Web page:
The Rotator Cuff
The rotator cuff is the group of muscles and tendons that surround the shoulder joint also known as the Glenohumeral joint, keeping the head of your upper arm bone, the humerus, firmly within the shallow socket of the shoulder, called the glenoid cavity of the scapula.
What makes this joint so prone to injury is it’s ability to move in so many directions. The joint is delicate, unlike the knee, which simply bends and straightens, the shoulder joint can flex and extend but also rotate making it more vulnerable.
A rotator cuff injury can cause a dull ache in the shoulder, which often worsens when you try to sleep on the involved side. Many rotator cuff injuries or tears occur with repetitive stress to the joint including activities like baseball, swimming, tennis, and painters or carpenters.
While many tears require surgically repairing the joint. There are many exercises that will help stabilize the shoulder joint and allowing you to live a full and active lifestyle without invasive surgery.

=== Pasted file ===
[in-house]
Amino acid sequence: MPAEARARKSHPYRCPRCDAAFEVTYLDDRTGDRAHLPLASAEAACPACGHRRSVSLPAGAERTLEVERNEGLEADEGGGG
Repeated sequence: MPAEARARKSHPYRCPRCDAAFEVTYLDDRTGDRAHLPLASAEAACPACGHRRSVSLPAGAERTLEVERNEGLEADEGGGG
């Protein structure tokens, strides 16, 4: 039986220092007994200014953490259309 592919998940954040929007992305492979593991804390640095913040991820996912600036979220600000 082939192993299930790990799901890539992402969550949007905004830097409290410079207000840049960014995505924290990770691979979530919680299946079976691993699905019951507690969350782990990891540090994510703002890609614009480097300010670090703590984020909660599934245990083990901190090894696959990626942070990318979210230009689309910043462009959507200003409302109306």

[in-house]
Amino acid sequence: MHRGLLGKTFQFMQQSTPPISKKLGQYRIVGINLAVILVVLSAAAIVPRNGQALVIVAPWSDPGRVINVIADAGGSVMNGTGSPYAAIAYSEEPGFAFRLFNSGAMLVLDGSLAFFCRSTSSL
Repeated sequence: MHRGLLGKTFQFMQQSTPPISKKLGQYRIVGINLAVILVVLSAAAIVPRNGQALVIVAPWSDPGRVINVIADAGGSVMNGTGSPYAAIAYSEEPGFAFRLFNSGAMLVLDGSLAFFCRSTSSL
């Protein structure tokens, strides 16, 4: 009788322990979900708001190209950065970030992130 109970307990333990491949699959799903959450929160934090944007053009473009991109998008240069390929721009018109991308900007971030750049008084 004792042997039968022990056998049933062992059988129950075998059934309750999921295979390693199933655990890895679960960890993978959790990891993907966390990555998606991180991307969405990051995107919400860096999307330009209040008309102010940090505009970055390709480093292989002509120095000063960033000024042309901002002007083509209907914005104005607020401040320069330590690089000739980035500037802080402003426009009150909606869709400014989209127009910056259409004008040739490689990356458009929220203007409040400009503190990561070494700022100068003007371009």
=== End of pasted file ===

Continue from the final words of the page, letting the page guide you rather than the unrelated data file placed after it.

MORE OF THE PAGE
Standing Rotator Cuff Exercises
Using tubing or a theraband, anchor the band at waist height, by tying it around the Smith Machine at the gym or a heavy piece of furniture. Standing with your arm at 90 degrees at the elbow and perpendicular to your torso and 45 degrees from the front. Holding the other end of the band or tubing, while making sure your elbow stays connected to your waist, open and close the arm by 45 degrees, pulling the band towards you so your arm returns directly in front of your body. You are essentially making a pie shape while pulling the resistance toward you, internally rotating. In order to work the external rotation of the cuff, keep the band in the same hand and turn around. Start with the arm slightly crossed the body, that same 45 degrees. Now push the resistance away from you returning to perpendicular to the torso. If you have no pain, do three set of twenty repititions both internally externally.
Supine Rotator Cuff Exercises
Lying on your side with a dumbbell in one hand, keeping your elbow connected to your torso. Star with the dumbbell toward the floor and rotate the arm up 45 degrees so you return the arm to parallel to the floor. You are not lifting the dumbbell. You are rotating your arm at a 45 degree angle only. The supine exercise only gets the external rotation of the cuff, so you should still to the internal rotation standing.